Innovation as a positive change in business organizations. You may be interested to learn from an interesting article in Bloomberg Businessweek, where Bruce Nussbaum talks about how companies are funding innovation (or R&D). Typically, firms have used R&D spending as a percentage of sales to measure the cost of innovation. However, since innovation is a function of how people work, scaling R&D simply to match sales could be futile and possibly harmful as an organizational development change. Just because accounting usually measures R&D as a percentage of sales doesn't mean it should be managed that way, says Nussbaum.
He also mentions how companies---like Apple---are learning how to be more innovative with less money, e.g. through management innovation that ultimately leads to other kinds of innovation. Doing more (sales) with less (R&D investment) must be a good thing.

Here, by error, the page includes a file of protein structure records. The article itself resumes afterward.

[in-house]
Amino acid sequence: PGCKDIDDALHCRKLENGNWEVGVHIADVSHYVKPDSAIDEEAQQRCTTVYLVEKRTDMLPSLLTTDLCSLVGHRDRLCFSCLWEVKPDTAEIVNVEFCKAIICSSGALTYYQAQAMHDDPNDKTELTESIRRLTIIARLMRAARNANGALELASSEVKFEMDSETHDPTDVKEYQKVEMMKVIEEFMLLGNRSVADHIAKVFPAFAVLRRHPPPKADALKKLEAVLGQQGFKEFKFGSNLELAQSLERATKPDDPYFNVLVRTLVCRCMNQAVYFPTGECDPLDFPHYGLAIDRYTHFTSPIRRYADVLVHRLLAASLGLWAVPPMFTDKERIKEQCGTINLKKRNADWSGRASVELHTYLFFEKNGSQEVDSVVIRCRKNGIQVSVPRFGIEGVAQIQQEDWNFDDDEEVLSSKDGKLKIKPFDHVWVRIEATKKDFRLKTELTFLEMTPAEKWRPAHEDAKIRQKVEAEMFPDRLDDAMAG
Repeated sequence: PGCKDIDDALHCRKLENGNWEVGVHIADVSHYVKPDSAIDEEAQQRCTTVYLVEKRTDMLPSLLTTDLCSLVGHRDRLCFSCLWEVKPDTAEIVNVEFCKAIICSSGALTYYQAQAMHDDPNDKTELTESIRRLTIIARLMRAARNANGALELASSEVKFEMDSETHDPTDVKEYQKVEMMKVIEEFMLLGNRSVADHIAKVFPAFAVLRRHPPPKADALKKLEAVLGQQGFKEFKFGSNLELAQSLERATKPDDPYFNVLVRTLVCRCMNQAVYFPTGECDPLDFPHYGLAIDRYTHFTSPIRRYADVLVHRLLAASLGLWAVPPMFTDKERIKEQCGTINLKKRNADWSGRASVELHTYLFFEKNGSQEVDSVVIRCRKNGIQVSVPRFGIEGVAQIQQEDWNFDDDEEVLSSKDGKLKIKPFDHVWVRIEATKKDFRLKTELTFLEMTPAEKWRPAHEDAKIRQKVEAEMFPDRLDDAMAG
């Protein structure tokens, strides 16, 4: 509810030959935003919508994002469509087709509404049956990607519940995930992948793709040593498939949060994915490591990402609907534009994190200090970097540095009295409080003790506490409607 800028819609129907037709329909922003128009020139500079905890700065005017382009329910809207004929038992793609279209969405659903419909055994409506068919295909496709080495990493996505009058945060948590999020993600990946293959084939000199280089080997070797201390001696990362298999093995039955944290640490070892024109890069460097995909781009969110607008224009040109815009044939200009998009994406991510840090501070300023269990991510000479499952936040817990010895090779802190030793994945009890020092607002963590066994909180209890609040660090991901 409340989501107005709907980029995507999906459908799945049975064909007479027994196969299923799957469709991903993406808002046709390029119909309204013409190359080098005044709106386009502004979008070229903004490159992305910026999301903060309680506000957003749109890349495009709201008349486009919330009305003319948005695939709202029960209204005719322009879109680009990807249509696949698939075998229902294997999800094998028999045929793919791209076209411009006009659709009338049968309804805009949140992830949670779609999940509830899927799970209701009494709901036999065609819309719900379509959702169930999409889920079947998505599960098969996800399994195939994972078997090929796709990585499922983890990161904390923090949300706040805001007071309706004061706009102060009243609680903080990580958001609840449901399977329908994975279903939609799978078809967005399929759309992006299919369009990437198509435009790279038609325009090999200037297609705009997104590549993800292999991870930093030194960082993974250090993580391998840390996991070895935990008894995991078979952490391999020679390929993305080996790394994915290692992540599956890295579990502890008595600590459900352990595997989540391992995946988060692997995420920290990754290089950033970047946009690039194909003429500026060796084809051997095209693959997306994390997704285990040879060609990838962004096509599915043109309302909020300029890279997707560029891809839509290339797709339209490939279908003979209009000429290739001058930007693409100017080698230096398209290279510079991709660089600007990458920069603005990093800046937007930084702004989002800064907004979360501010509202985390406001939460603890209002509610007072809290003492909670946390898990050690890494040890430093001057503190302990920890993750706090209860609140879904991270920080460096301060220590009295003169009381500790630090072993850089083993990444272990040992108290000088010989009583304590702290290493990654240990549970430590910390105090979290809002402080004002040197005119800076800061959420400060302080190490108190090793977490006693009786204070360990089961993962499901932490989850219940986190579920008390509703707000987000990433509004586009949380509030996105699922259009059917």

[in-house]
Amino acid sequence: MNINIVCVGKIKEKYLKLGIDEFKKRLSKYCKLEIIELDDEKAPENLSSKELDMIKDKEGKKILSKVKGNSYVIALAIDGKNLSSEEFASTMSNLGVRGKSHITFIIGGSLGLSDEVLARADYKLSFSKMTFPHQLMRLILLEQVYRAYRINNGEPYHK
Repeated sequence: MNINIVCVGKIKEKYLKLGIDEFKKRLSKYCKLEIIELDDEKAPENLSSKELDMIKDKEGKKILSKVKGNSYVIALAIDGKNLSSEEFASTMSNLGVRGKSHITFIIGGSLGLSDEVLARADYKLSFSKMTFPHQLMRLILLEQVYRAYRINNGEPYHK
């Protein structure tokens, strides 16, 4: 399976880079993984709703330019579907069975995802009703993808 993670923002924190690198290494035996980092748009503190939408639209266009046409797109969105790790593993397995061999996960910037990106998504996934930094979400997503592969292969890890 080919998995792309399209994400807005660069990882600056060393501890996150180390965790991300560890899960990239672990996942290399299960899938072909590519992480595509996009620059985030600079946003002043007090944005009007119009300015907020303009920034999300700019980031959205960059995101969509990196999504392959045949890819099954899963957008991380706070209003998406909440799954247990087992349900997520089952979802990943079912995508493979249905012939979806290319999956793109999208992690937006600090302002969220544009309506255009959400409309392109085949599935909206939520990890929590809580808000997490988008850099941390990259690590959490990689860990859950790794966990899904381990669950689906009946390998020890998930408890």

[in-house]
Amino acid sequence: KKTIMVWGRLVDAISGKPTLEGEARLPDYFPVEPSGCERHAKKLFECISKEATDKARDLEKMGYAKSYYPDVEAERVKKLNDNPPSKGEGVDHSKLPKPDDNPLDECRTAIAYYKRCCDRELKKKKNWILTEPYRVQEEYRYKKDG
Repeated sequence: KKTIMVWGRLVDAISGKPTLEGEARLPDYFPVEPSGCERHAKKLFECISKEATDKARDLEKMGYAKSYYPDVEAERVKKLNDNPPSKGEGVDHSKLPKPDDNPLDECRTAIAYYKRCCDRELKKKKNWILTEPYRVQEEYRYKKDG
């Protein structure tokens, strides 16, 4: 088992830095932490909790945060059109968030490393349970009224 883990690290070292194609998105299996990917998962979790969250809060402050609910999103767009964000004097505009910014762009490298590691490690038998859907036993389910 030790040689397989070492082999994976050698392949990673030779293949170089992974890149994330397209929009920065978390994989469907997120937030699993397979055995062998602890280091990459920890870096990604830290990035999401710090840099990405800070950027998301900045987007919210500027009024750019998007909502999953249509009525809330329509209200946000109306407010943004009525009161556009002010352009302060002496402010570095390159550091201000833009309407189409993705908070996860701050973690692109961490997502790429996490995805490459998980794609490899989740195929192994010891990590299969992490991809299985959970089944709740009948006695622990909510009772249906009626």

The comparison to other companies in Apple's industry is a good idea, but the comparison is restricted to R&D as a percentage of sales. It ignores the effectiveness of that R&D investment vs. other factors and the directionality of the R&D-to-sales relationship.
Effectiveness of R&D as a percentage of sales on Innovation
Every year companies spend significant amounts of resources dedicated to research and development as they view this as a very vital investment in a company's future performance. Measuring the overall success of Research and Development (R&D) though has been challenging due to the ineffectiveness of quantifying the exact impact of the R&D on a firm's performance taking into account other factors that may impact a firm's performance. Despite these challenges that are often presented in measuring the effectiveness of R&D most companies choose some quantitative measures such as return on investment or the percentage of R&D to sales in determining its effectiveness disregarding other factors that may have contributed to higher sales.
Determining how much R&D to spend is conventionally based on the revenues of the company and is often measured as a percentage of current revenue. Although this measure does not in real sense measure the R&D percentage to the expected revenues that is to be derived from the investment, it provides a reasonable approximation for most companies as companies have the tendency of investing a ...
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